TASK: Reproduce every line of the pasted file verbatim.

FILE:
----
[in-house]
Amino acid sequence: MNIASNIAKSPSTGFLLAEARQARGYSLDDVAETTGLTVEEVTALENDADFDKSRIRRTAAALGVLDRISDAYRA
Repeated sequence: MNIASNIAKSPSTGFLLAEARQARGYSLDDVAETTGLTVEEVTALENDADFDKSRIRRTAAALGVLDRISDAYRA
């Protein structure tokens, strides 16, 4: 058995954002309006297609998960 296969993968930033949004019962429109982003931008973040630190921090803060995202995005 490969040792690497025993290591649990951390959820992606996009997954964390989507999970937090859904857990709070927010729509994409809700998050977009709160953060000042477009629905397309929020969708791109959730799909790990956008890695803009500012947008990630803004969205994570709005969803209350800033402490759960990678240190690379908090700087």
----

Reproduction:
[in-house]
Amino acid sequence: MNIASNIAKSPSTGFLLAEARQARGYSLDDVAETTGLTVEEVTALENDADFDKSRIRRTAAALGVLDRISDAYRA
Repeated sequence: MNIASNIAKSPSTGFLLAEARQARGYSLDDVAETTGLTVEEVTALENDADFDKSRIRRTAAALGVLDRISDAYRA
């Protein structure tokens, strides 16, 4: 058995954002309006297609998960 296969993968930033949004019962429109982003931008973040630190921090803060995202995005 490969040792690497025993290591649990951390959820992606996009997954964390989507999970937090859904857990709070927010729509994409809700998050977009709160953060000042477009629905397309929020969708791109959730799909790990956008890695803009500012947008990630803004969205994570709005969803209350800033402490759960990678240190690379908090700087």